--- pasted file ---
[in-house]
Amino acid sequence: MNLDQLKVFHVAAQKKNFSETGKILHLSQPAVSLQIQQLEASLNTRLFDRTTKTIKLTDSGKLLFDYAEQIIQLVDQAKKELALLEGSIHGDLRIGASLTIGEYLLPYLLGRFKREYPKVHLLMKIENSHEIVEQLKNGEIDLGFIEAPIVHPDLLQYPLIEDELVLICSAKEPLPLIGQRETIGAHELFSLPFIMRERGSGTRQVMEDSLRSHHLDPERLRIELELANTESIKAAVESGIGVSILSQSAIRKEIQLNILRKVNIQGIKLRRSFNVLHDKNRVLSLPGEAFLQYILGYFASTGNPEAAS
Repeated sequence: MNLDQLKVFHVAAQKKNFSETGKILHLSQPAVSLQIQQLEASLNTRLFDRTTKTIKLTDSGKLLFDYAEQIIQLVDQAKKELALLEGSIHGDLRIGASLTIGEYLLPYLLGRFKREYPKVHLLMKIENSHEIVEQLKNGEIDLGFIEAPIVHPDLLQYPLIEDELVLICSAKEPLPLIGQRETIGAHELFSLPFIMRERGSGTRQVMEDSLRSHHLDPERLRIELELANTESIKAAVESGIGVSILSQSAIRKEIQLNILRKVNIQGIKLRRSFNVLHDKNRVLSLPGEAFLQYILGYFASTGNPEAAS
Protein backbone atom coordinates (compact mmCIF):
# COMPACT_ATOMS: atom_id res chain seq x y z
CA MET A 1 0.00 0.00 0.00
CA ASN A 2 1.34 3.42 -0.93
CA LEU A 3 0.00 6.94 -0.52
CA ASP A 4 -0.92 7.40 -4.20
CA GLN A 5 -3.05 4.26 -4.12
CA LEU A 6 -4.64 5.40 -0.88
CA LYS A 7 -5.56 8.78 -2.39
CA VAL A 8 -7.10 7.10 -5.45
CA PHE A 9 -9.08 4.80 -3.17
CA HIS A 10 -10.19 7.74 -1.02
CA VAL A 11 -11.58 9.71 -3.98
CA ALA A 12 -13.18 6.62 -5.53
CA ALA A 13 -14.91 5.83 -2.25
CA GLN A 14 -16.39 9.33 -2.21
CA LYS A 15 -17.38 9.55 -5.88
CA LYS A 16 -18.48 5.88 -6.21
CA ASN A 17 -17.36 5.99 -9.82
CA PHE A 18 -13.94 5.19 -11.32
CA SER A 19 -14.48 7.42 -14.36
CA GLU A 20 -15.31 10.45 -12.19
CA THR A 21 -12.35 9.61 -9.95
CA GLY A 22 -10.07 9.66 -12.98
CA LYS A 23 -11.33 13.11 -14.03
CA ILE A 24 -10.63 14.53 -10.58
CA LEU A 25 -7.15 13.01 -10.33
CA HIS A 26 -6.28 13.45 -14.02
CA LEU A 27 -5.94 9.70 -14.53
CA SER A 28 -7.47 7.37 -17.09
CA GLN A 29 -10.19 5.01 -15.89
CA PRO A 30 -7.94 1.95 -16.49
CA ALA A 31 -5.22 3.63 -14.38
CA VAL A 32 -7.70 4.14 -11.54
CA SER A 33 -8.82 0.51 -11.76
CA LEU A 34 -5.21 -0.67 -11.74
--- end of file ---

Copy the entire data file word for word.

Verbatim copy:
[in-house]
Amino acid sequence: MNLDQLKVFHVAAQKKNFSETGKILHLSQPAVSLQIQQLEASLNTRLFDRTTKTIKLTDSGKLLFDYAEQIIQLVDQAKKELALLEGSIHGDLRIGASLTIGEYLLPYLLGRFKREYPKVHLLMKIENSHEIVEQLKNGEIDLGFIEAPIVHPDLLQYPLIEDELVLICSAKEPLPLIGQRETIGAHELFSLPFIMRERGSGTRQVMEDSLRSHHLDPERLRIELELANTESIKAAVESGIGVSILSQSAIRKEIQLNILRKVNIQGIKLRRSFNVLHDKNRVLSLPGEAFLQYILGYFASTGNPEAAS
Repeated sequence: MNLDQLKVFHVAAQKKNFSETGKILHLSQPAVSLQIQQLEASLNTRLFDRTTKTIKLTDSGKLLFDYAEQIIQLVDQAKKELALLEGSIHGDLRIGASLTIGEYLLPYLLGRFKREYPKVHLLMKIENSHEIVEQLKNGEIDLGFIEAPIVHPDLLQYPLIEDELVLICSAKEPLPLIGQRETIGAHELFSLPFIMRERGSGTRQVMEDSLRSHHLDPERLRIELELANTESIKAAVESGIGVSILSQSAIRKEIQLNILRKVNIQGIKLRRSFNVLHDKNRVLSLPGEAFLQYILGYFASTGNPEAAS
Protein backbone atom coordinates (compact mmCIF):
# COMPACT_ATOMS: atom_id res chain seq x y z
CA MET A 1 0.00 0.00 0.00
CA ASN A 2 1.34 3.42 -0.93
CA LEU A 3 0.00 6.94 -0.52
CA ASP A 4 -0.92 7.40 -4.20
CA GLN A 5 -3.05 4.26 -4.12
CA LEU A 6 -4.64 5.40 -0.88
CA LYS A 7 -5.56 8.78 -2.39
CA VAL A 8 -7.10 7.10 -5.45
CA PHE A 9 -9.08 4.80 -3.17
CA HIS A 10 -10.19 7.74 -1.02
CA VAL A 11 -11.58 9.71 -3.98
CA ALA A 12 -13.18 6.62 -5.53
CA ALA A 13 -14.91 5.83 -2.25
CA GLN A 14 -16.39 9.33 -2.21
CA LYS A 15 -17.38 9.55 -5.88
CA LYS A 16 -18.48 5.88 -6.21
CA ASN A 17 -17.36 5.99 -9.82
CA PHE A 18 -13.94 5.19 -11.32
CA SER A 19 -14.48 7.42 -14.36
CA GLU A 20 -15.31 10.45 -12.19
CA THR A 21 -12.35 9.61 -9.95
CA GLY A 22 -10.07 9.66 -12.98
CA LYS A 23 -11.33 13.11 -14.03
CA ILE A 24 -10.63 14.53 -10.58
CA LEU A 25 -7.15 13.01 -10.33
CA HIS A 26 -6.28 13.45 -14.02
CA LEU A 27 -5.94 9.70 -14.53
CA SER A 28 -7.47 7.37 -17.09
CA GLN A 29 -10.19 5.01 -15.89
CA PRO A 30 -7.94 1.95 -16.49
CA ALA A 31 -5.22 3.63 -14.38
CA VAL A 32 -7.70 4.14 -11.54
CA SER A 33 -8.82 0.51 -11.76
CA LEU A 34 -5.21 -0.67 -11.74